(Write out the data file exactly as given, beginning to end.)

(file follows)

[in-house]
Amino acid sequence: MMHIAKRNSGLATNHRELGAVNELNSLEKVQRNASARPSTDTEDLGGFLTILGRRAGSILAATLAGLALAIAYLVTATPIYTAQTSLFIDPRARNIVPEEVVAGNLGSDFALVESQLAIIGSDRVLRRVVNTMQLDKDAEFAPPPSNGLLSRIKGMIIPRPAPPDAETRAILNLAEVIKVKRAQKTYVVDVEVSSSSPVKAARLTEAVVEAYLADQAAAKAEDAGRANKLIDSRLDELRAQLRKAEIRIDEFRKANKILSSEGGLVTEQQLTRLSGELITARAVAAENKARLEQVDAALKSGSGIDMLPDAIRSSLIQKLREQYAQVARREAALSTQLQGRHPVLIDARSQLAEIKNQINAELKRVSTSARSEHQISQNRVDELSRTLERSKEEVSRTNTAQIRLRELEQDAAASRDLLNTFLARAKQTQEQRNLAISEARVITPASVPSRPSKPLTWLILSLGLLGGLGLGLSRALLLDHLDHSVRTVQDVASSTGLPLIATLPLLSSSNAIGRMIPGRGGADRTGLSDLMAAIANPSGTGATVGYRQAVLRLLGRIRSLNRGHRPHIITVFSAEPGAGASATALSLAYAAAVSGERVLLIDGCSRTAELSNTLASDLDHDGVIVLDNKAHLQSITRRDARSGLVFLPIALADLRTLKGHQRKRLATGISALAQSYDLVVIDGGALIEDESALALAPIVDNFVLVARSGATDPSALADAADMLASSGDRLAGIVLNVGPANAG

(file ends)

[in-house]
Amino acid sequence: MMHIAKRNSGLATNHRELGAVNELNSLEKVQRNASARPSTDTEDLGGFLTILGRRAGSILAATLAGLALAIAYLVTATPIYTAQTSLFIDPRARNIVPEEVVAGNLGSDFALVESQLAIIGSDRVLRRVVNTMQLDKDAEFAPPPSNGLLSRIKGMIIPRPAPPDAETRAILNLAEVIKVKRAQKTYVVDVEVSSSSPVKAARLTEAVVEAYLADQAAAKAEDAGRANKLIDSRLDELRAQLRKAEIRIDEFRKANKILSSEGGLVTEQQLTRLSGELITARAVAAENKARLEQVDAALKSGSGIDMLPDAIRSSLIQKLREQYAQVARREAALSTQLQGRHPVLIDARSQLAEIKNQINAELKRVSTSARSEHQISQNRVDELSRTLERSKEEVSRTNTAQIRLRELEQDAAASRDLLNTFLARAKQTQEQRNLAISEARVITPASVPSRPSKPLTWLILSLGLLGGLGLGLSRALLLDHLDHSVRTVQDVASSTGLPLIATLPLLSSSNAIGRMIPGRGGADRTGLSDLMAAIANPSGTGATVGYRQAVLRLLGRIRSLNRGHRPHIITVFSAEPGAGASATALSLAYAAAVSGERVLLIDGCSRTAELSNTLASDLDHDGVIVLDNKAHLQSITRRDARSGLVFLPIALADLRTLKGHQRKRLATGISALAQSYDLVVIDGGALIEDESALALAPIVDNFVLVARSGATDPSALADAADMLASSGDRLAGIVLNVGPANAG